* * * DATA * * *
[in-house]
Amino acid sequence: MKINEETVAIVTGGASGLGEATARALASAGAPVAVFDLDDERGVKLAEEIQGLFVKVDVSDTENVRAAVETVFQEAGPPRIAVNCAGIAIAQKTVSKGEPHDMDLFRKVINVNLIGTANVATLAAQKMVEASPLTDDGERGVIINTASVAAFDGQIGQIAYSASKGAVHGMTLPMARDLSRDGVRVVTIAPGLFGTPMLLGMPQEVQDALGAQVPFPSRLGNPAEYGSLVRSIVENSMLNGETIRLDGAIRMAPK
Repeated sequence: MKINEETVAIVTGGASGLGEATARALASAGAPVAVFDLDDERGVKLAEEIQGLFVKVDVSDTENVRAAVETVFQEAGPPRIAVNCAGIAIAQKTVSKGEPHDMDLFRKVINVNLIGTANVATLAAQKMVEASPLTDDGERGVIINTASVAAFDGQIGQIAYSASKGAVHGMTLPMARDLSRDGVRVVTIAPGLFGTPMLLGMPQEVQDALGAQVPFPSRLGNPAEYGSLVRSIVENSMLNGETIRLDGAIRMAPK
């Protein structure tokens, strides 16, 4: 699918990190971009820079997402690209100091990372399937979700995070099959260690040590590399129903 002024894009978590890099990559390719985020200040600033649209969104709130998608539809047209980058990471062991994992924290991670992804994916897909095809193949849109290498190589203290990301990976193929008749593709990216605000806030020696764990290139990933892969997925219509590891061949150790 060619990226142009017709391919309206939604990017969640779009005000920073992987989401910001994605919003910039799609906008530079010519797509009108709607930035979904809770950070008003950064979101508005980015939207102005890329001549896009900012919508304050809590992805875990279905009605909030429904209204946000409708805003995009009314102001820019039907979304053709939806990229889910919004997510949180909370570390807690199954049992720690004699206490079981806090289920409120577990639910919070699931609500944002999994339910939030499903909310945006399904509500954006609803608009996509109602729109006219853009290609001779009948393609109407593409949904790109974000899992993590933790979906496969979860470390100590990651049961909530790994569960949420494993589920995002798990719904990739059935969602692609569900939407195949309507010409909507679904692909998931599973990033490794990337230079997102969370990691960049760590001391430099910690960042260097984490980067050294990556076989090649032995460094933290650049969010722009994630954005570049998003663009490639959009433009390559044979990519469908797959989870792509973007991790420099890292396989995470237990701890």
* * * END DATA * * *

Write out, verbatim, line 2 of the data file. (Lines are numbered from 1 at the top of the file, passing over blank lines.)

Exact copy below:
Amino acid sequence: MKINEETVAIVTGGASGLGEATARALASAGAPVAVFDLDDERGVKLAEEIQGLFVKVDVSDTENVRAAVETVFQEAGPPRIAVNCAGIAIAQKTVSKGEPHDMDLFRKVINVNLIGTANVATLAAQKMVEASPLTDDGERGVIINTASVAAFDGQIGQIAYSASKGAVHGMTLPMARDLSRDGVRVVTIAPGLFGTPMLLGMPQEVQDALGAQVPFPSRLGNPAEYGSLVRSIVENSMLNGETIRLDGAIRMAPK